Tangent Online

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the genre's premiere review magazine for short SF & Fantasy since 1993
Classics Reviewed
This feature focuses on the short story in various ways. Articles can deal with specific short stories either obscure or forgotten, or well known classics; or short story collections, either single author or multi-author collections, reprint or original--or their editors (collections edited by Judith Merril, August Derleth, or Groff Conklin, for but three examples). Some stories, while perhaps not well known or considered "classic," may have direct relevance today and deserve another look. Query first, please. If the work under consideration is unavailable and/or unknown to the editor, a copy must be made available (electronically, by link, or otherwise) for review.

The General Zapped An Angel: New Stories of Fantasy and Science Fiction by Howard Fast

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Image"The General Zapped An Angel"    
"The Mouse"
"The Vision of Milty Boil"
"The Mohawk"
"The Wound"
"Tomorrow's Wall Street Journal"
"The Interval"
"The Movie House"
"The Insects"

Burning Chrome by William Gibson

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"Johnny Mnemonic"
"The Gernsback Continuum"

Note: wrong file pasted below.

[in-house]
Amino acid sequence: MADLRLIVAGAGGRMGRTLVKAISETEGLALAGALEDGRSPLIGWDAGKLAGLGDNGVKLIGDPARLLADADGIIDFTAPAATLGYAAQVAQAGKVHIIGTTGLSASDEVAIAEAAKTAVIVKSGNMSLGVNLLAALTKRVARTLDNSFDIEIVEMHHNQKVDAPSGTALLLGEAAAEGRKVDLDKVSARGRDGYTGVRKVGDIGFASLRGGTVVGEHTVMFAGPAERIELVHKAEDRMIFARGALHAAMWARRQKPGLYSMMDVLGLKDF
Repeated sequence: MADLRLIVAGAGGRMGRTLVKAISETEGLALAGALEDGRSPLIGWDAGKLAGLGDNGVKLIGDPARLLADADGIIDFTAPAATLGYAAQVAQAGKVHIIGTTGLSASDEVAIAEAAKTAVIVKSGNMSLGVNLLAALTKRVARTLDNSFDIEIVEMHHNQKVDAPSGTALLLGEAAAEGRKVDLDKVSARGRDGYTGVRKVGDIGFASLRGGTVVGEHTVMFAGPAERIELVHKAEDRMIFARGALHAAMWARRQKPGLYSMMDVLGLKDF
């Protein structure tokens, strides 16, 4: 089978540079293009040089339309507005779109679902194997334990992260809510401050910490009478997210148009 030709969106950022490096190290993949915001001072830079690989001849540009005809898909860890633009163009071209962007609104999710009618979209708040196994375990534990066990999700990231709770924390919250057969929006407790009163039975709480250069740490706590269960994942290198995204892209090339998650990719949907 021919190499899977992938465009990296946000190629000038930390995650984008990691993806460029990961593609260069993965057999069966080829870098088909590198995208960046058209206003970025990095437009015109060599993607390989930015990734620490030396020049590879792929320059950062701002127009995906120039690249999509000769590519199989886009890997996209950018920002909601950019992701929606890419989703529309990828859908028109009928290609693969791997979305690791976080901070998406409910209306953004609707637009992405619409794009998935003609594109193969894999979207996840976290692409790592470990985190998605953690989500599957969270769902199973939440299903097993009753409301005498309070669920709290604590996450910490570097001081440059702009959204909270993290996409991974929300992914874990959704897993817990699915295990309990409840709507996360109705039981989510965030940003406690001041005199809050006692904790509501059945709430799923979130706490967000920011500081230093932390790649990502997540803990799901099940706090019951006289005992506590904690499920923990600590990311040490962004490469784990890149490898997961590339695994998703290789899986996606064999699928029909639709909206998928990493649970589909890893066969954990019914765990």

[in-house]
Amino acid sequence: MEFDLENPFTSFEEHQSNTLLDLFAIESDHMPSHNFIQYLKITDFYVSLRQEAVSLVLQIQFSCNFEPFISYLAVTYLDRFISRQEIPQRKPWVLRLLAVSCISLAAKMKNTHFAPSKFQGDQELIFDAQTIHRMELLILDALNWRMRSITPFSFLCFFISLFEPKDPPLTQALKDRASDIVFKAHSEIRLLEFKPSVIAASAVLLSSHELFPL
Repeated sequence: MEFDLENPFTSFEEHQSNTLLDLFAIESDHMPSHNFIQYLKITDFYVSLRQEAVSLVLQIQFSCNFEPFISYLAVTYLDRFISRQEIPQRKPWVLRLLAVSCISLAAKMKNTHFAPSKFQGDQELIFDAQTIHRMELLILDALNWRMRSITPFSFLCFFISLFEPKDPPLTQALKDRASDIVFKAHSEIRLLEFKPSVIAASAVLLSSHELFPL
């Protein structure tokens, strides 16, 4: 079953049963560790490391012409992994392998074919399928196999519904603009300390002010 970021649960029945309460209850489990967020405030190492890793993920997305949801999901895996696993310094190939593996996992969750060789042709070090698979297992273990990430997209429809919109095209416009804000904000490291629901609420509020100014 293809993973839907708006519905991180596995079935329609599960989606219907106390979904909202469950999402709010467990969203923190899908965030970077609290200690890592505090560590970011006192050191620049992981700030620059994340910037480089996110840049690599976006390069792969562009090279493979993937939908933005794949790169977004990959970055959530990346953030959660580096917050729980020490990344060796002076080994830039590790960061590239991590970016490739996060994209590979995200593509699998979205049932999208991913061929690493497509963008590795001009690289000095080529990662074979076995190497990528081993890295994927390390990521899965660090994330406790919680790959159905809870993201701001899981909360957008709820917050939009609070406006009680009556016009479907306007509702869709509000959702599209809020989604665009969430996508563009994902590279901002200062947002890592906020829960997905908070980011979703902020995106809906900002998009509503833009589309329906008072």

"Fragments of a Hologram Rose"
"The Belonging Kind" (with John Shirley)
"Red Star, Winter Orbit" (with Bruce Sterling)
"New Rose Hotel"
"The Winter Market"
"Dogfight" (with Michael Swanwick)
"Burning Chrome"

"All You Zombies--" by Robert Heinlein, March 1959 Magazine of Fantasy and Science Fiction

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ImageThis month marks the centennial of science fiction grand master Robert A. Heinlein's birth, and it would seem inappropriate not to somehow acknowledge that here in Tangent's "classics" corner.  Given that the event currently being commemorated is a birth, a Heinlein story about a birth seems right, and the obvious pick there is his short story "All You Zombies—," which first appeared in the March 1959 issue of the Magazine of Fantasy and Science Fiction.


"Judgment Day" by L. Sprague de Camp

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In light of the Columbine High School and the recent Red Lake, Minnesota massacres by disturbed teenagers, L. Sprague de Camp's "Judgment Day," from the August 1955 issue of Astounding Science Fiction is more timely and relevant than ever.